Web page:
The official playtest for my new book GURPS Tactical Shooting: Extreme Conditions starts soon. If you are interested in testing the rules and helping us to make the book better, head over to the Steve Jackson Games forums, where you can find the details of how to take part in the playtest.
Gentlemen, shortly you will be provided Thompson submachine guns, BARs, and uh, .351 Winchester semiautomatic rifles. We are pursuing hardened killers. It will be dangerous.
– Bureau of Investigation Special Agent in Charge Melvin Purvis in Public Enemies (2009)
Michael Mann’s Public Enemies (2009) is but the latest effort to bring the life of infamous bank robber John “Johnnie” Dillinger on the silver screen. It follows his exploits between autumn 1933 and summer 1934, but really concentrates on his affair with gun moll M. Evelyn “Billie” Frechette. As in many other Mann movies, the law enforcement side receives almost equal attention, here in the shape of Bureau of Investigation Special Agent in Charge Melvin Purvis. While Mann undertook extraordinary effort to bring the time to life through clothing, automobiles, firearms, and locations, he stuck less rigidly to the historical facts, including the timeline. Events have been moved forward or backward, people have been omitted or changed, etc. It has to be understood that Public Enemies is not really a historical film at all, unlike Bryan Burrough’s meticulously researched book Public Enemies (2004), on which it is based. It is still an excellent movie, not the least because of its awesome score and of course its actors, including Johnny Depp as Dillinger, Christian Bale as Purvis, and Stephen Graham as “Baby Face Nelson.”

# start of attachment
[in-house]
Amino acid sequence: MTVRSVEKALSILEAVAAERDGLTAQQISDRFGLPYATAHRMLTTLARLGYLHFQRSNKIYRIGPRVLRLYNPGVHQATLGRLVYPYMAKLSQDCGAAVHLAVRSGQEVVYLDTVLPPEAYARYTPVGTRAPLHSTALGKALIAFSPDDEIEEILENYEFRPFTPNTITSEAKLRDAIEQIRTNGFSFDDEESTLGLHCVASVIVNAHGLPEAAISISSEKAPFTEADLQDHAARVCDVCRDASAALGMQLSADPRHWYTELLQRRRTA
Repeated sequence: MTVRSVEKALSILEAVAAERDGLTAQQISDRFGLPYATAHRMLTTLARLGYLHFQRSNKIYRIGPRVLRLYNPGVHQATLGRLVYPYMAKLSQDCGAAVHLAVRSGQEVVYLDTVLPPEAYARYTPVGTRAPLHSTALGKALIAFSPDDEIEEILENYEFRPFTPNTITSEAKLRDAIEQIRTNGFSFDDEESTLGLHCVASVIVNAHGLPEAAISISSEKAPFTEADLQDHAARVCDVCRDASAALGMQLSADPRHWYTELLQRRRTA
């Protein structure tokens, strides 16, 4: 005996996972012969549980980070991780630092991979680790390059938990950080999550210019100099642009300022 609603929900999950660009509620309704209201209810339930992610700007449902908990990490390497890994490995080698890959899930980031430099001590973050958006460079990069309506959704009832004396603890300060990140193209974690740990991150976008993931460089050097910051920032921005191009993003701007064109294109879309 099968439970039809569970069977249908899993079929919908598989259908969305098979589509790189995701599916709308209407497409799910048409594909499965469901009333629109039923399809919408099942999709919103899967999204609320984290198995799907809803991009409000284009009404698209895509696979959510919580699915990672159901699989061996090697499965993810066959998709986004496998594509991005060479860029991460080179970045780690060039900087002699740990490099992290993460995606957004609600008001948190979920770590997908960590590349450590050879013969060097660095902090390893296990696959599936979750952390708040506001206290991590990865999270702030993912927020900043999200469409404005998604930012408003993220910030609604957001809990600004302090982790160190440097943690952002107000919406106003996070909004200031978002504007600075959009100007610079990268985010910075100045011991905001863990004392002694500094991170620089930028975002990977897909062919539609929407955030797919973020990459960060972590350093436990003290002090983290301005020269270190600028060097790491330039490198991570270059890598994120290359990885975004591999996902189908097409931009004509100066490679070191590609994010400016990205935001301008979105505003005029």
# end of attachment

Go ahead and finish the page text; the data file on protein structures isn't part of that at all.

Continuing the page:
Few are the sights that Gotham has to offer
Of greater interest and instructive aid,
Than the rare contents of this famous coffer
From all the earth’s ransacked corners here displayed.
‒ Francis Bannerman Sons Military Goods Catalogue (1927)
Between 1865 and 1959, Francis Bannerman Military Goods ‒ from 1918, Francis Bannerman Sons Military Goods ‒ was probably the largest and certainly the most important military surplus store in the entire USA. From 1905, it had its primary outlet at 501 Broadway in New York, New York (GURPS High-Tech: Pulp Guns 1, p. 5; GURPS High-Tech: Pulp Guns 2, p. 24; Investigator Weapons 1, p. 25).
One’s backfire, three is gunplay.
– Joe Sarno in The Way of the Gun (2000)
Christopher McQuarrie’s The Way of the Gun (2000) is an imperfect cult movie. Its main characters “Mr Longabaugh” (Benicio del Toro) and “Mr Parker” (Ryan Philippe) are of course named after the famous Hole in the Wall Gang members “Butch Cassidy” (née Robert Parker) and “The Sundance Kid” (née Harry Longabaugh), and there are several references to George Hill’s Butch Cassidy and the Sundance Kid (1969), including the location where the showdown was shot. Unlike that brilliant Western, the story about two drifters who decide to finally pull a major score by kidnapping a surrogate pregnant woman suffers from plot holes, is irregularly paced, and has a good deal of forced dialogue. However, I have no issue with the dubious moralities displayed; the main characters are criminals and no more reprehensible than other fiction criminals ‒ or indeed, many nominally good guys. On the plus side, the film boasts first-class acting performances by the likes of Benicio del Toro, James Caan, and Geoffrey Lewis, an ace score, and, unsurprisingly given its title, some very cool shootouts.